At the time of this writing there is a railroad extending from Damascus to Mecca, but at the time of my visit the terminus was at Mezarib, a small town about fifty miles south of Damascus, near the northern boundary-line of Gilead. It was in my plan to travel that distance by rail; hence my presence at the city railroad station.

We are nearing Mezarib. All forenoon has been consumed in covering a distance of only about fifty miles. But by twelve o'clock we have passed almost completely across the land where Og was king, especially that part of his kingdom which, not long after being wrested from him and his giant followers, was assigned to the eastern half-tribe of Manasseh for a permanent possession.

I look upon the ruins of a number of these, but have little opportunity for a close examination. The most noted ruins that I see are at Sunamein and at Mezarib.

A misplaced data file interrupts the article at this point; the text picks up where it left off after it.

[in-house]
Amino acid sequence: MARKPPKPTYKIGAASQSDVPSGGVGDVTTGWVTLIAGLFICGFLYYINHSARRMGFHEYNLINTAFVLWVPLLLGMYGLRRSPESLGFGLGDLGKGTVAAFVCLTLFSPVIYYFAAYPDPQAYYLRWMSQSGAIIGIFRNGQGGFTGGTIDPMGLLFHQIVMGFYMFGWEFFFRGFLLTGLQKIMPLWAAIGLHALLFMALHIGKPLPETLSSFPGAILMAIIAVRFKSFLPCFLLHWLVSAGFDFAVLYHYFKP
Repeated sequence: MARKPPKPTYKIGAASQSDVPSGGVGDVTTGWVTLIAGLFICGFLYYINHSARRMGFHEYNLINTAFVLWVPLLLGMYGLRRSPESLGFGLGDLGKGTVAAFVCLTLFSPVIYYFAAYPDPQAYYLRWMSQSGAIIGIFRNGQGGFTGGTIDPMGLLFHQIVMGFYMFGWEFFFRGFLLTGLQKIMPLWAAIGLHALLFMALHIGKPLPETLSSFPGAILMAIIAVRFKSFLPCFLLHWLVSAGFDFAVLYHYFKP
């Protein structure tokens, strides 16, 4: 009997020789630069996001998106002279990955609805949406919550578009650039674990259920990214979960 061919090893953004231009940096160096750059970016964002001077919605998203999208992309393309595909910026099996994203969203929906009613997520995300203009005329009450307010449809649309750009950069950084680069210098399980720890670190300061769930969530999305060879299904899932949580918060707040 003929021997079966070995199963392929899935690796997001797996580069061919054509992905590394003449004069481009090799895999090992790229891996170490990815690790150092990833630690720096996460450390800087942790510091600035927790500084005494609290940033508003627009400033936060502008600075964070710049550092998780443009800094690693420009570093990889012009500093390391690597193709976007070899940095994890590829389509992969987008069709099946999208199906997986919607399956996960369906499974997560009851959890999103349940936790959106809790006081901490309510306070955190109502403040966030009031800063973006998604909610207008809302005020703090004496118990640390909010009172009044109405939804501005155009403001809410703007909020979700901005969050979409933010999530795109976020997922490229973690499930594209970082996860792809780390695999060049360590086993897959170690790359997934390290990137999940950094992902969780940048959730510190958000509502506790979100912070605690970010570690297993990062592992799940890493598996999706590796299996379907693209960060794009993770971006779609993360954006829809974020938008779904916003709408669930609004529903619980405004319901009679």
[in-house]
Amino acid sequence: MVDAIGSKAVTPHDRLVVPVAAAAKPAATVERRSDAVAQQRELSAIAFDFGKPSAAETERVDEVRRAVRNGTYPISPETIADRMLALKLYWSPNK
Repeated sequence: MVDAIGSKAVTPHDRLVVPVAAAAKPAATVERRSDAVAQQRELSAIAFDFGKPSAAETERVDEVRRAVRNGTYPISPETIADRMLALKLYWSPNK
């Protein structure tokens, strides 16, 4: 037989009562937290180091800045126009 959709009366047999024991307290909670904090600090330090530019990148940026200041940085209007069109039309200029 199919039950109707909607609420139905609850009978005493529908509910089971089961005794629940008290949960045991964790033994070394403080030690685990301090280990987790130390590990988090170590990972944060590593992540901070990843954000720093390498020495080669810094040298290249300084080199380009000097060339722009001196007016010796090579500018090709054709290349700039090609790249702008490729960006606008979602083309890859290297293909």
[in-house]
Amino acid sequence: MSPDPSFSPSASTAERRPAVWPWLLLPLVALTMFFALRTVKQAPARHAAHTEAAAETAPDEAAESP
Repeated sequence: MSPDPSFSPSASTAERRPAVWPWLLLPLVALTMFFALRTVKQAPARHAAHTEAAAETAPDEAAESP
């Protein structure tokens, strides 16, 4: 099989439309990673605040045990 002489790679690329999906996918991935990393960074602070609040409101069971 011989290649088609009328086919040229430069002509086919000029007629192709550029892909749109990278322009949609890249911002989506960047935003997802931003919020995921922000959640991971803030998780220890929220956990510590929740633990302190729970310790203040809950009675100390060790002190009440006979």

The ride to Mezarib, through Bashan, especially that part of it now known as the Hauran, is one of more than ordinary interest. For the first twenty-five miles the land is literally covered with black basaltic rocks, as is also part of the remaining distance. How it is cultivated I can scarcely understand, for I am sure that the American horse could not be made to serve well here.

The reader must remember that in all this region there is not a road over which a carriage can be driven, save that quite recently a few trips have been made from Mezarib to Gerasa.